The Classification of Receptors for Adenosine and Adenine Nucleotides

  • Geoffrey Burnstock
  • Noel J. Buckley


Adenosine and adenine nucleotides exert potent extracellular actions on a wide range of physiological systems, including the nervous, cardiovascular, gastrointestinal, urogenital, respiratory and lymphatic systems (Drury and Szent-Györgi, 1929; Green and Stoner, 1950; Burnstock, 1972, 1975, 1981; Phillis and Wu, 1982; Berne et al., 1983; Daly et al., 1983b). Many of these actions are mediated via purinergic receptors, and since the introduction of the P1/P2, A1/A2, and Ri/Ra classification systems for purinoceptors (Burnstock, 1978; Van Calker et al., 1979; Londos et al., 1980), much attention has focussed on the characterization of these receptor types in a range of tissues. By way of introduction, we present a brief overview of the means by which receptors may be classified before considering the application of these techniques to the classification of purinoceptors into P1 and P2 subtypes followed by an appraisal of the proposed A1/A2 subclassification of the Pi purinoceptor. A more detailed consideration of these individual aspects may be found in accompanying chapters. We conclude the chapter with a brief assessment of the validity of the existing classification systems and the prospects for future developments in this expanding field of research.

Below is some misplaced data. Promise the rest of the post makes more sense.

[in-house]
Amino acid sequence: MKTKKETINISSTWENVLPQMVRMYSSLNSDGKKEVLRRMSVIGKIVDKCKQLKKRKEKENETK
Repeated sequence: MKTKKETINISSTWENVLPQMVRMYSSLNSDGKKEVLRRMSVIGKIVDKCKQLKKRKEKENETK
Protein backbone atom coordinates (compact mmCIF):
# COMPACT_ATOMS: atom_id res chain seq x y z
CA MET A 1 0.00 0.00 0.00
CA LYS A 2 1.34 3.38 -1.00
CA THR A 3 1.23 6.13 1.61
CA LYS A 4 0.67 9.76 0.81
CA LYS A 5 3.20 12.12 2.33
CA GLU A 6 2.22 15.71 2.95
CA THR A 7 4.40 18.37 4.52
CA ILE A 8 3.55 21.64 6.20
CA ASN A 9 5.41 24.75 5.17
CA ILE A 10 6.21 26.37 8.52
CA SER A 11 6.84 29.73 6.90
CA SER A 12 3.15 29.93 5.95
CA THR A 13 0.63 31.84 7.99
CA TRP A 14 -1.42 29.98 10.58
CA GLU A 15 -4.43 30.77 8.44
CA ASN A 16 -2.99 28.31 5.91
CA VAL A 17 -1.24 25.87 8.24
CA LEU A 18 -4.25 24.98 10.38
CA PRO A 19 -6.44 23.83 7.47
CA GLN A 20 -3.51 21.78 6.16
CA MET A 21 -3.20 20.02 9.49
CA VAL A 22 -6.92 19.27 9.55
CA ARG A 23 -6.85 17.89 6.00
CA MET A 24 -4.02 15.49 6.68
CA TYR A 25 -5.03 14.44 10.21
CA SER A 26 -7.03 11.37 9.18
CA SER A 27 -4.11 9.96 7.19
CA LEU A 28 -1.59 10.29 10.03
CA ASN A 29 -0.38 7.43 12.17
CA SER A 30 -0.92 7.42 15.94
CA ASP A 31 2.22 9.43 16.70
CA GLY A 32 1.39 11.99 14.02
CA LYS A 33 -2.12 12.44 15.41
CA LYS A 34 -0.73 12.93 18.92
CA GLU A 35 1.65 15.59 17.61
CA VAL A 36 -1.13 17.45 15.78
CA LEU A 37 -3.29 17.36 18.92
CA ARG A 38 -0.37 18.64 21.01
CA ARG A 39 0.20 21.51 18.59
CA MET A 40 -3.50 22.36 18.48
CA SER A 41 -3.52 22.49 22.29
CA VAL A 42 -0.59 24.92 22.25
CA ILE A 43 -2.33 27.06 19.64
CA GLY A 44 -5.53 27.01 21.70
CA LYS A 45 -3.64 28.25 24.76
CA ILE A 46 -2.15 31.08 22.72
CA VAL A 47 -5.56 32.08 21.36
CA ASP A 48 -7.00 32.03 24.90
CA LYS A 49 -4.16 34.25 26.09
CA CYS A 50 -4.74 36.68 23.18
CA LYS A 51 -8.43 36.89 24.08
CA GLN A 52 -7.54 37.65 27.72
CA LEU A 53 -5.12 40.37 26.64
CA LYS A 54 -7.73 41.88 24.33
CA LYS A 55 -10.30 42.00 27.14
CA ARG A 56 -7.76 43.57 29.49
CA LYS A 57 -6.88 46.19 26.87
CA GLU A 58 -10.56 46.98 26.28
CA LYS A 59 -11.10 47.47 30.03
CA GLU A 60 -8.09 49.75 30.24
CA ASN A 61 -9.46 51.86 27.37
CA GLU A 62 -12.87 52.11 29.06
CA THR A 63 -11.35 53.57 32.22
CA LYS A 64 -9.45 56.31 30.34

Adenylate Cyclase Adenosine Receptor Adenine Nucleotide Adenosine Deaminase Purinergic Receptor 
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Copyright information

© Plenum Press, New York 1985

Authors and Affiliations

  • Geoffrey Burnstock
    • 1
  • Noel J. Buckley
    • 1
  1. 1.Department of Anatomy and Embryology Center for NeuroscienceUniversity College, LondonLondonEngland

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